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by William Hirstein
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Medicine
  • Author:
    William Hirstein
  • ISBN:
    0199208913
  • ISBN13:
    978-0199208913
  • Genre:
  • Publisher:
    Oxford University Press; 1 edition (October 11, 2009)
  • Pages:
    312 pages
  • Subcategory:
    Medicine
  • Language:
  • FB2 format
    1956 kb
  • ePUB format
    1303 kb
  • DJVU format
    1868 kb
  • Rating:
    4.2
  • Votes:
    182
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William Hirstein is Professor and Chair of the Philosophy Department at Elmhurst College, in Elmhurst, Illinois, USA. He received his PhD from the University of California, Davis, in 1994

William Hirstein is Professor and Chair of the Philosophy Department at Elmhurst College, in Elmhurst, Illinois, USA. He received his PhD from the University of California, Davis, in 1994. His graduate and postdoctoral studies were conducted under the supervision of John Searle, V. S. Ramachandran, and Patricia Churchland. He is the author of several books, including On the Churchlands (Wadsworth, 2004), and Brain Fiction: Self-Deception and the Riddle of Confabulation (MIT, 2005). His other interests include autism, sociopathy, brain laterality, and the misidentification syndromes.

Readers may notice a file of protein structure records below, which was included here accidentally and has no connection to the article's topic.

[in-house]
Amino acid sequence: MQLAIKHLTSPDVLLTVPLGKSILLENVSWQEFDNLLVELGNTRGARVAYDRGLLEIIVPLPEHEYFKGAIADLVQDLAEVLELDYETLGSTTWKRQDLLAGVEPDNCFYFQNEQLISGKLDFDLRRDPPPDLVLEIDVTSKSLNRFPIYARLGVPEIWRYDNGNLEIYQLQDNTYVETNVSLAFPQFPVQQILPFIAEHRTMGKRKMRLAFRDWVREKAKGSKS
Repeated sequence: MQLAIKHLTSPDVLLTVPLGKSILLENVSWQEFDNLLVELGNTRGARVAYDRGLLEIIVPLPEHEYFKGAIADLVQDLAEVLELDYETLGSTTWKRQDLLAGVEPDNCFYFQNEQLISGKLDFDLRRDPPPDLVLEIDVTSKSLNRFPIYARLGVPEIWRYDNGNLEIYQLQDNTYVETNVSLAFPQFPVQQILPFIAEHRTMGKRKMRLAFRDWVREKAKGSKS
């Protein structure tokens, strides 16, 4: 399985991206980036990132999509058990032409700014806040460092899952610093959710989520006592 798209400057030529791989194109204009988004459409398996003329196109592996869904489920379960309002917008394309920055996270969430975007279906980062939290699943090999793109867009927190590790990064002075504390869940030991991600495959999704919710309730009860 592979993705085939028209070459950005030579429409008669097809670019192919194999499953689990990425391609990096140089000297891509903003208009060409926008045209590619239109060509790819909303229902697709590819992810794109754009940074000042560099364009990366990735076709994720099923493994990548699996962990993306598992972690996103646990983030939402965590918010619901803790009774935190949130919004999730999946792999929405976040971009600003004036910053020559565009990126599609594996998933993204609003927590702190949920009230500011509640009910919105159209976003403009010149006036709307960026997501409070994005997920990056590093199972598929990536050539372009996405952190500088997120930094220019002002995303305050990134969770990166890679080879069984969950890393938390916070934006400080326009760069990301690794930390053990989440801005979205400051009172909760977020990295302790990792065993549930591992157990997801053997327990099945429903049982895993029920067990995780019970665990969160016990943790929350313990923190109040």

William Hirstein is Professor and Chair of the Philosophy Department at Elmhurst College, in Elmhurst, Illinois, USA.

This book brings together some of the most advanced thinking on confabulation in neuroscience, psychiatry, psychology, and philosophy, in an attempt to understand this phenomenon; what are the clinical symptoms.

This book brings together some of the most advanced thinking on confabulation in neuroscience, psychiatry, psychology, and philosophy, in an attempt to understand this phenomenon; what are the clinical symptoms of each type of confabulation? Which brain functions are damaged in clinical confabulators? . There have been countless fascinating examples of confabulatory behaviour - people falsely recalling events from their childhood, the subject who was partially blind but insisted he could see, the amputee convinced that he retained all his limbs, to the patient who believed that his own parents had been replaced by imposters.